Yussef Auf

  • The State of Emergency in Egypt: An Exception or Rule?

    The presidential decree issued on October 10, 2017 re-declaring state of emergency for three months, raised widespread debate. This decree was the third of its kind in 2017. Egypt has a long history of exceptional laws (the emergency law being among the most prominent of them). Since the 1952 Officers Movement, Egypt has been governed for decades by many regulations and exceptional laws that are considered a violation of public law. Public law is all general legislations issued by parliament to regulate public affairs based on honoring the rights and freedoms of individual citizens. Public law is normally applied by the regular (non-military and non-exceptional) judiciary.

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  • Yussef Auf in the Carnegie Endowment for International Peace: The Battle Over Appointing Judges in Egypt


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  • Islam and Sharia Law

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    With the meteoric rise of Islamic political movements in 2011, the issue of Sharia law has come to the forefront of a debate around the role of religion in governance. In his issue brief “Islam and Sharia Law,” Atlantic Council’s Nonresident Fellow Yussef Auf identifies and explains the challenges of incorporating Sharia law into the legal framework of modern governments, using the example of Egypt to enumerate the difficulties of codifying religious doctrine into law. Auf discusses how Sharia law attempts to regulate public life in three different domains: political governance, the Islamic legal system, and the economic system.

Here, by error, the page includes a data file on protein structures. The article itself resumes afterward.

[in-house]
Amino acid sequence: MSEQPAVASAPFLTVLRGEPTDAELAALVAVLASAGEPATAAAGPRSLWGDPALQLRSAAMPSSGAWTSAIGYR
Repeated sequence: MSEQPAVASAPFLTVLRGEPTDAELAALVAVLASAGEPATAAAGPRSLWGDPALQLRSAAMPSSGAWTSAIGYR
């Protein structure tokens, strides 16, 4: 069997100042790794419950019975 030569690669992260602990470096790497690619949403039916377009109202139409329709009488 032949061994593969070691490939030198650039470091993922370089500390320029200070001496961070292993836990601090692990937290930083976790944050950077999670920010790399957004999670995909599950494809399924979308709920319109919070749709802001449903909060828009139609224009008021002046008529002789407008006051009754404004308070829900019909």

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  • Atlantic Council Launches Network of Middle East-based Fellows

    The Atlantic Council’s Rafik Hariri Center for the Middle East launched this spring a network of nonresident fellows. Based in the Middle East and North Africa, the network brings to the Council new perspectives and locally driven analysis on the processes of change and transition in the Arab world. 
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  • The Big Picture: Egypt’s Presidential Elections and its Future

    Egypt has remained without an elected president since last July 3, when its military removed former president Mohamed Morsi from office amid widespread popular demonstrations. Former defense minister Abdel Fattah al-Sisi, who led Morsi's ouster and initially denied presidential ambitions, announced his candidacy on March 27 and is expected to soundly defeat his sole opponent, Nasserist Hamdeen Sabbahi, in the May 26-27 polls. On May 15, the Atlantic Council hosted a panel discussion on the upcoming vote and what it means for Egypt's near-term future. Amy Hawthorne, a senior fellow at the Atlantic Council's Rafik Hariri Center for the Middle East, moderated an expert discussion among Yussef Auf, an Egyptian judge and nonresident fellow at the Atlantic Council, Michael Hanna, senior fellow at The Century Foundation, and H.A. Hellyer, nonresident fellow at The Brookings Institution.
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  • Egypt's Growing Judicial Activism Stymies Democratic Consolidation

    On May 13, the Atlantic Council’s Rafik Hariri Center for the Middle East held an event to release a new issue brief, "Egypt’s Litigious Transition: Judicial Intervention and the Muddied Road to Democracy." Director of the Rafik Hariri Center Michele Dunne moderated a discussion with the author Mahmoud Hamad, who is assistant professor at Drake University and Cairo University, and Yussef Auf, a nonresident fellow with the Hariri Center, who joined via Skype.
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